This is in the category of machine learning and I understand that can get a little technical. I won’t show the Python code or any equations but still….

I have to wonder if one of the methods that is easily available at Portfolio Visualizer cannot be improved. One can backtest strategies (or even walk-forward a cross-validation) at Portfolio Visualizer that uses Relative Strength. And one can then weight the assets with the best relative strength using risk parity, minimum-variance or other strategies.

Nice! But I have concerns. This is an all-or-nothiing strategy. TLT might have adequate relative strength one month (if you rebalance monthly) and be included and it might disappear from your portfolio the next month. Wouldn’t it be better if it gradually disappeared assuming you did not have a dramatic shift in your opinion?

Also, IMHO, moving averages are prime for over-fitting. Maybe just me.

**TL;DR: is there a better way?**

ChatGPT has been stealing some of my ideas as we go along and has suggested (or maybe it was my idea) that I bootstrap the history of an ETF (over variable look-back periods) and essentially get a “probability that an ETF” will give a positive return going forward.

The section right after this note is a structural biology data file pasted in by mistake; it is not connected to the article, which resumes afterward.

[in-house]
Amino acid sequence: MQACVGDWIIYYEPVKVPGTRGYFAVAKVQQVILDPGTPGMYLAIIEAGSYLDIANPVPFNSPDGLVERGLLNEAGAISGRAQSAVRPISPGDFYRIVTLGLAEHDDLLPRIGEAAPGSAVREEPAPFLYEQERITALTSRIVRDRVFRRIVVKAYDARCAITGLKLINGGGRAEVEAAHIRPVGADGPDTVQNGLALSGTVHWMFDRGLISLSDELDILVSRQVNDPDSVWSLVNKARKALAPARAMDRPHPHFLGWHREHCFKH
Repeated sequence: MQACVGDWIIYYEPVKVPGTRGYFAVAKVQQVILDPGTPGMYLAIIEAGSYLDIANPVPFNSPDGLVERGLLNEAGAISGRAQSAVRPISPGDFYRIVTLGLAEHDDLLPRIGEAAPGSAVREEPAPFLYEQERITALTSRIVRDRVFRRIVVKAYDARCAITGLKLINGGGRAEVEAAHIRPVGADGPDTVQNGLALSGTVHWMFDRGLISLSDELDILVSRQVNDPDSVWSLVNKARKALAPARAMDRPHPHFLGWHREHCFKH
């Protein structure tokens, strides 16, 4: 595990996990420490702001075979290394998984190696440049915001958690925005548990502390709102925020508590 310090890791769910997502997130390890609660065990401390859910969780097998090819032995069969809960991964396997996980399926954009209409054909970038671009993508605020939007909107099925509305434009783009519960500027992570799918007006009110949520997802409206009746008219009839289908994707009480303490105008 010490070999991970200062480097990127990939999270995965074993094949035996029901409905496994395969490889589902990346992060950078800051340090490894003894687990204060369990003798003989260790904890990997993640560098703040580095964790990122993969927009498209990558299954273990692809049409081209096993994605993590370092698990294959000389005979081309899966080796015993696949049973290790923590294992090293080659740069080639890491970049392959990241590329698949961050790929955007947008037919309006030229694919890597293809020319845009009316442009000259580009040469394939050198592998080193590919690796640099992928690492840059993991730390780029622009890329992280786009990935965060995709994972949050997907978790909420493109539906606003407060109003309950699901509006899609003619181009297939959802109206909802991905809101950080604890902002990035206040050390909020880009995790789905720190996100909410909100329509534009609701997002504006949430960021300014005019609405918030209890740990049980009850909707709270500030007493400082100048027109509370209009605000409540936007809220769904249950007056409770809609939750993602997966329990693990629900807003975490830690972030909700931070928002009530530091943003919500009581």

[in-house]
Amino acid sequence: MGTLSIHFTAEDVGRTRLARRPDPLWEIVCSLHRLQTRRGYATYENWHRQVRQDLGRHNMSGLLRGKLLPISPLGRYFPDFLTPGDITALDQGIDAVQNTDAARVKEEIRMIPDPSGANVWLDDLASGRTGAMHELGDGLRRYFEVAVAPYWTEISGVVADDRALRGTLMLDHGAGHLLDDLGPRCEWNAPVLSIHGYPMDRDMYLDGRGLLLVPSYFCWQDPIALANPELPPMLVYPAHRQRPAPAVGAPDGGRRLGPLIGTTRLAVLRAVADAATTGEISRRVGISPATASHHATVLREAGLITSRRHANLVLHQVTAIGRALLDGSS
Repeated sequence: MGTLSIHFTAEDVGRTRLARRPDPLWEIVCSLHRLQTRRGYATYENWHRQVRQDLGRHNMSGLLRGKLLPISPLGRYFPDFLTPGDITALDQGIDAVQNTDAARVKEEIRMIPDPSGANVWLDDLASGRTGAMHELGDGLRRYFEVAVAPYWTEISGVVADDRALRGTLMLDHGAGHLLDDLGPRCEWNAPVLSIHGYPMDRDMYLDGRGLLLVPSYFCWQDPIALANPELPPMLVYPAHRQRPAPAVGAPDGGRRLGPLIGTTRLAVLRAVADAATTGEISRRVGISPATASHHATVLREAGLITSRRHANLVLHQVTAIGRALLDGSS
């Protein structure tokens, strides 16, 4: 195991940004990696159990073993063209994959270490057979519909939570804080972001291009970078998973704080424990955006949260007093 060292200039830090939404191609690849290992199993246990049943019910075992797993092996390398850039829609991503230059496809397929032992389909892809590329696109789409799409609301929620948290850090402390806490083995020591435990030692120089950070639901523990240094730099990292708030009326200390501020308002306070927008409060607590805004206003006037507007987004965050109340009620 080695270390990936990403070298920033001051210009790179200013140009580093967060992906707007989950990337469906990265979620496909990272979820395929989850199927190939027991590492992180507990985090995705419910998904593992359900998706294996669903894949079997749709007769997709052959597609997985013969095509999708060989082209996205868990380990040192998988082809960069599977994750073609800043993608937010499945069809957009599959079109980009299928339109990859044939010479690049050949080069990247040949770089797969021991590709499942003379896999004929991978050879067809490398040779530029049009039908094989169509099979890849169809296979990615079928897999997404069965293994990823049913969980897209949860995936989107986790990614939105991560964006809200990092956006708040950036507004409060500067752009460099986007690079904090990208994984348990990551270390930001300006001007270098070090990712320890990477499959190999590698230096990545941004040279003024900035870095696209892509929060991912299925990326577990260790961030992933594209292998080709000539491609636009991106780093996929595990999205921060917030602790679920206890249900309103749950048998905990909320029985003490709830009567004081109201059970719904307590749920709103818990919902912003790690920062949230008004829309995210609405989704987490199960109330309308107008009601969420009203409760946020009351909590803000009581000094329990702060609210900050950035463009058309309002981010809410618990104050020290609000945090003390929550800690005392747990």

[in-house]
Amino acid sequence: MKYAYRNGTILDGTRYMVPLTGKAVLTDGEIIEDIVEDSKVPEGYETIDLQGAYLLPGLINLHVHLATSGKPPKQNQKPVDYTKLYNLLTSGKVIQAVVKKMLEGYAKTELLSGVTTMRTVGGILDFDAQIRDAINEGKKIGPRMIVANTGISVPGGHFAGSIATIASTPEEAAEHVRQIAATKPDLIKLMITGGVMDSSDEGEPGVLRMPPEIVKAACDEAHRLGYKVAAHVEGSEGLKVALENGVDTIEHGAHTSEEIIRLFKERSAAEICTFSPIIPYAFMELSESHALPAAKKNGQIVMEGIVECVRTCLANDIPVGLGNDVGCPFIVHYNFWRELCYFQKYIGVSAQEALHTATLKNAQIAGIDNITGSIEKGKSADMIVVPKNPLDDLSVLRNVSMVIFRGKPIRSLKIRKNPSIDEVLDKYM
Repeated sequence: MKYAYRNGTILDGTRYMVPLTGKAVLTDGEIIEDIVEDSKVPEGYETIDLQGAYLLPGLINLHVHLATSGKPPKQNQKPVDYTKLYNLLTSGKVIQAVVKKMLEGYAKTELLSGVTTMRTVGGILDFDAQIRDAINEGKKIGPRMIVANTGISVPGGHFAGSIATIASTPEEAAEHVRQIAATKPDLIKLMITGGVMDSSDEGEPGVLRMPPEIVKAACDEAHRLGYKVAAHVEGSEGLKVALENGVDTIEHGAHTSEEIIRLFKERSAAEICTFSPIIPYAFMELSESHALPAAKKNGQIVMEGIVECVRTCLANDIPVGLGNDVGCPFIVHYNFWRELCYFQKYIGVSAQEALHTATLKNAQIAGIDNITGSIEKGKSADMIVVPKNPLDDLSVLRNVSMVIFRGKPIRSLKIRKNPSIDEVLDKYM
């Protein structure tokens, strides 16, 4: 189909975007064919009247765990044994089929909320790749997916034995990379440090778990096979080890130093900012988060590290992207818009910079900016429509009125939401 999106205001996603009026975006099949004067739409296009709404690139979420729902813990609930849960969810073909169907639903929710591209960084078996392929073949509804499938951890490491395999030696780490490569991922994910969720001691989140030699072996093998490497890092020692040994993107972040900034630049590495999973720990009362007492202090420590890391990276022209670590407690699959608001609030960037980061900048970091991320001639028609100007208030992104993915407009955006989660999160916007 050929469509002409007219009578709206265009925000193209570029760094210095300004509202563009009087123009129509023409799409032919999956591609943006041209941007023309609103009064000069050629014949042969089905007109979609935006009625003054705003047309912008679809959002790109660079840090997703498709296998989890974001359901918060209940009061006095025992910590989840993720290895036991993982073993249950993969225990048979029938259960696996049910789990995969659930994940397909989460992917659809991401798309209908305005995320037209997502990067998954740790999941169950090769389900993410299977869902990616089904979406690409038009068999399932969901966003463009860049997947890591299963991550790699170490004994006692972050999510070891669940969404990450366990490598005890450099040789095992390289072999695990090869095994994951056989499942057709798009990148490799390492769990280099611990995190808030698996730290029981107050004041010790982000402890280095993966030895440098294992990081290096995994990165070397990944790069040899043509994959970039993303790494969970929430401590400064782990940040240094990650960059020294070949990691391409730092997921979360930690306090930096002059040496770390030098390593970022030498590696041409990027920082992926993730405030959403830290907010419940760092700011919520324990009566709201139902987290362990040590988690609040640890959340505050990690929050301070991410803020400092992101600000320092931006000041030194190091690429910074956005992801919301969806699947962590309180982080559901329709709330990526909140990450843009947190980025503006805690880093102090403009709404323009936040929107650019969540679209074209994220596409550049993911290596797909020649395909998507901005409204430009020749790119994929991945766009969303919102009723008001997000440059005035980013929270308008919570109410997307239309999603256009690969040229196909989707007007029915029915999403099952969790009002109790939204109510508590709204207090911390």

And even better, one can do this with the effect size (i.e, the return/recent standard deviation for the returns).

I have been playing with this and if you want to look at this, one year seems to be optimal (I would have guess 3 months based on what I have done with Portfolio Visualizer).

I then weight each bet (remember this will give a probability between 0 and 1) by using risk parity. When this is done it really **begins to resemble Kelly-betting.**

Initially, Kelly talked about betting money on every single horses in a horse race. You would bet according to your calculated probability for each horse. If (and only if) your probabilities were better than the what the bookies were put up as odd you would win over the long-term.

**So to the extent that the relative strength (or bootstrapped calculation of the odds) gives you an edge you win.**

Honestly, I do not think there is a better way to get a less overfit, robust estimation of the odds **WITH JUST PRICE DATA.** I think it does give an edge. But full disclosure: the large-cap portion of the market is pretty efficient even if you do not fully subscribe to the efficient market hypothesis for smaller-caps.

BTW, I am not saying relative strength does not work and if anyone wants to show a backtested moving-average or relative strength strategy: GREAT!!! I have used relative strength myself.

Jim